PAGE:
Friday, November 22, 2013

Remembering Lewis

“I believe in Christianity as I believe that the sun has risen: not only because I see it, but because by it I see everything else.”- C.S. Lewis

Today is an extremely sobering day for America and any of those who were alive at the time of Kennedy’s assassination. Obviously, I wasn’t even a thought in anyone’s mind at the time, so I can’t fully what it felt like to experience the shock of JFK's murder on that day. However, what I can speak about is another man whose death often gets looked over on November 22nd, a man I consider equally as impressionable and inspirational as JFK.

That man is Clive Staples Lewis. 

If you have read any of my blog from this past summer, you would know that I had the privilege of intensely studying the life and works of CS Lewis for 6 weeks. I can’t describe the incredible encouragement and growth I gained from that experience as an individual, a scholar, and most importantly, a believer in Christ. I learned to not simply take situations or experiences at face value, but to contemplate every word, every punctuation, every possible underlying meaning of one of Lewis’s articles. Therefore, I have no other option but to thank this man in the only way I know how for all that I learned from him.

It always amazes me that a man who can write an article with such gravity as The Weight of Glory (I HIGHLY encourage you to read it by the way) can take his wisdom and inspiration and transform it into a children’s series about a lion, a witch, and a wardrobe. How can a series touch the life of both a 7 year old and a 50 year old man? It all comes down to the fact that it isn't the series touching the people. It's the meaning behind it and the realization that we are all so hungry for our own Aslan, our own Savior. 

I am incredibly thankful for Lewis because of how many lives he’s touched, and literally saved through his own criticism and writings. It always astounds me that he tried to disprove the reality of a higher being, because he couldn’t understand why a God would love something so unworthy as the human race. He tried to use the concepts of logic, naturalism, and realism, but all ultimately failed to live up to the reality that there is no other explanation for this crazy thing we call life but God and his unconditional, never ending love for us.  How many people had the same criticisms as Lewis, and because of his writings and the will of God, were saved from an eternity of hopelessness?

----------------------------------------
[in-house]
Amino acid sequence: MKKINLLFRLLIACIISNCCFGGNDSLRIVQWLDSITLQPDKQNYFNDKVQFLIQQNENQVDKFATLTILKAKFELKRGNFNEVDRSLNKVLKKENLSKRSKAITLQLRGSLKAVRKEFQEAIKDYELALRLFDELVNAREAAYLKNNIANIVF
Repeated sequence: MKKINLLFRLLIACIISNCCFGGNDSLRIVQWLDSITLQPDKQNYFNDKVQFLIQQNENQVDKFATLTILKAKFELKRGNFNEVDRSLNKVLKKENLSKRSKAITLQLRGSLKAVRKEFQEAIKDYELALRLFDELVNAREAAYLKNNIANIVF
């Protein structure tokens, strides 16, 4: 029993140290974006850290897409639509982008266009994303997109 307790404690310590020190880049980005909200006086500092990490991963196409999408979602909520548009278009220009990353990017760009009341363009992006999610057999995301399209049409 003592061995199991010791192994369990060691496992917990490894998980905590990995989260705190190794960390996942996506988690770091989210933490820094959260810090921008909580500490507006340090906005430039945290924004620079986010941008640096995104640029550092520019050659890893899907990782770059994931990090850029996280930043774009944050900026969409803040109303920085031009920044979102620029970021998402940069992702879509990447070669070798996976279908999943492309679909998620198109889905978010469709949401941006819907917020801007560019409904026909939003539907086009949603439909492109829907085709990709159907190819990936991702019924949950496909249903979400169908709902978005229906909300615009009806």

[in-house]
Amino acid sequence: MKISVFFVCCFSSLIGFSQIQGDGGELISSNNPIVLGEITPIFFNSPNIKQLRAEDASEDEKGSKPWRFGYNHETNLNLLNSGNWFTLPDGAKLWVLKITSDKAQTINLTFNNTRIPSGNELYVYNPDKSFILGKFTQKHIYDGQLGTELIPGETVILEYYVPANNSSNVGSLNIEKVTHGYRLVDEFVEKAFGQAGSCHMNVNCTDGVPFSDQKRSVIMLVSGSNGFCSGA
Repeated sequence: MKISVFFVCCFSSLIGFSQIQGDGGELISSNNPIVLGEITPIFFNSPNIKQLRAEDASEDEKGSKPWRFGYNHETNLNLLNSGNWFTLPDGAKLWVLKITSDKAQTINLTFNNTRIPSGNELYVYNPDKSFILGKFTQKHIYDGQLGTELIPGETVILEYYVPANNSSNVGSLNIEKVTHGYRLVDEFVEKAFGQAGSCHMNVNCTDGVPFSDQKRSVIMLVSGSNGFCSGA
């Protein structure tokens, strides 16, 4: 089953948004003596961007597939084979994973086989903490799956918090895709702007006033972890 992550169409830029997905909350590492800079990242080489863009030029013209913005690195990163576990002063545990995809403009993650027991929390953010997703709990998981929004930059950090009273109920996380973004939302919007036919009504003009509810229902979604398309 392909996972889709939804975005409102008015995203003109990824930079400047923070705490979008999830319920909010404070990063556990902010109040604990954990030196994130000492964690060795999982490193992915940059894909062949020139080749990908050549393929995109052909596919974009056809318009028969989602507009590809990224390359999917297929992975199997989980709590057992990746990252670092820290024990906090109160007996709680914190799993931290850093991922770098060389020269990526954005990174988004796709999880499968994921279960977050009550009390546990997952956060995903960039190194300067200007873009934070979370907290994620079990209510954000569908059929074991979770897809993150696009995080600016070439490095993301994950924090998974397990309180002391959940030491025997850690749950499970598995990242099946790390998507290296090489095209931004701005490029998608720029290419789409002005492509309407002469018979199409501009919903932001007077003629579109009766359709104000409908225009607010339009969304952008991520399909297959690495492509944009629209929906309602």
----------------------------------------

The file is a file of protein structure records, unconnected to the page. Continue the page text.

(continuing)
I can never really express how grateful I am for the wisdom of Lewis, but I had to give it a shot. Because of him I have come that much closer to realizing that while I am so helpless because of my sin,  I am redeemed by the hope that lies in the unconditional love of Christ. I know that we Americans celebrate the inspiring figure that JFK was on this sobering day, and rightfully so. My only hope is that we wouldn't discount the memory and inspiration of the man behind Aslan. 

“To please God…to be a real ingredient in the divine be loved by God, not merely pitied, but delighted in as an artist delights in his work or a father in a son-it seems impossible, a weight or burden of glory which our thoughts can hardly sustain. But so it is.”-C.S. Lewis, The Weight of Glory

“Give me all of you!!! I don’t want so much of your time, so much of your talents and money, and so much of your work. I want YOU!!! ALL OF YOU!! I have not come to torment or frustrate the natural man or woman, but to KILL IT! No half measures will do. I don’t want to only prune a branch here and a branch there; rather I want the whole tree out! Hand it over to me, the whole outfit, all of your desires, all of your wants and wishes and dreams. Turn them ALL over to me, give yourself to me and I will make of you a new self---in my image. Give me yourself and in exchange I will give you Myself. My will, shall become your will. My heart, shall become your heart.”